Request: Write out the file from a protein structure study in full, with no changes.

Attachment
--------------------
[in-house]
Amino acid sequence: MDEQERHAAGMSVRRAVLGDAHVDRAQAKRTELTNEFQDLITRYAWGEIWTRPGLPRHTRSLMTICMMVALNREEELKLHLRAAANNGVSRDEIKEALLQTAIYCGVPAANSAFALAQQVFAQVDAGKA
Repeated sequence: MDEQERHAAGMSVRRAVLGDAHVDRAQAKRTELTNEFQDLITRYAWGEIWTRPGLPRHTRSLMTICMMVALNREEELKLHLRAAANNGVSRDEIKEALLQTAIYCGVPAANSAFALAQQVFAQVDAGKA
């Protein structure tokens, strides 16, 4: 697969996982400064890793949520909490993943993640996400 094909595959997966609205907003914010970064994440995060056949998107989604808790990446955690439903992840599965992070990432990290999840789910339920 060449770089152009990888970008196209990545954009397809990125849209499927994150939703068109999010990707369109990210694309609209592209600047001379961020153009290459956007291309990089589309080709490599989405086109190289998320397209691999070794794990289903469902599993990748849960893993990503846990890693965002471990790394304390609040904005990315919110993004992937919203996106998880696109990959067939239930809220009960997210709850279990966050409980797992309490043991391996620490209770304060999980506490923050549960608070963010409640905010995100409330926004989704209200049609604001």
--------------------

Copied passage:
[in-house]
Amino acid sequence: MDEQERHAAGMSVRRAVLGDAHVDRAQAKRTELTNEFQDLITRYAWGEIWTRPGLPRHTRSLMTICMMVALNREEELKLHLRAAANNGVSRDEIKEALLQTAIYCGVPAANSAFALAQQVFAQVDAGKA
Repeated sequence: MDEQERHAAGMSVRRAVLGDAHVDRAQAKRTELTNEFQDLITRYAWGEIWTRPGLPRHTRSLMTICMMVALNREEELKLHLRAAANNGVSRDEIKEALLQTAIYCGVPAANSAFALAQQVFAQVDAGKA
């Protein structure tokens, strides 16, 4: 697969996982400064890793949520909490993943993640996400 094909595959997966609205907003914010970064994440995060056949998107989604808790990446955690439903992840599965992070990432990290999840789910339920 060449770089152009990888970008196209990545954009397809990125849209499927994150939703068109999010990707369109990210694309609209592209600047001379961020153009290459956007291309990089589309080709490599989405086109190289998320397209691999070794794990289903469902599993990748849960893993990503846990890693965002471990790394304390609040904005990315919110993004992937919203996106998880696109990959067939239930809220009960997210709850279990966050409980797992309490043991391996620490209770304060999980506490923050549960608070963010409640905010995100409330926004989704209200049609604001």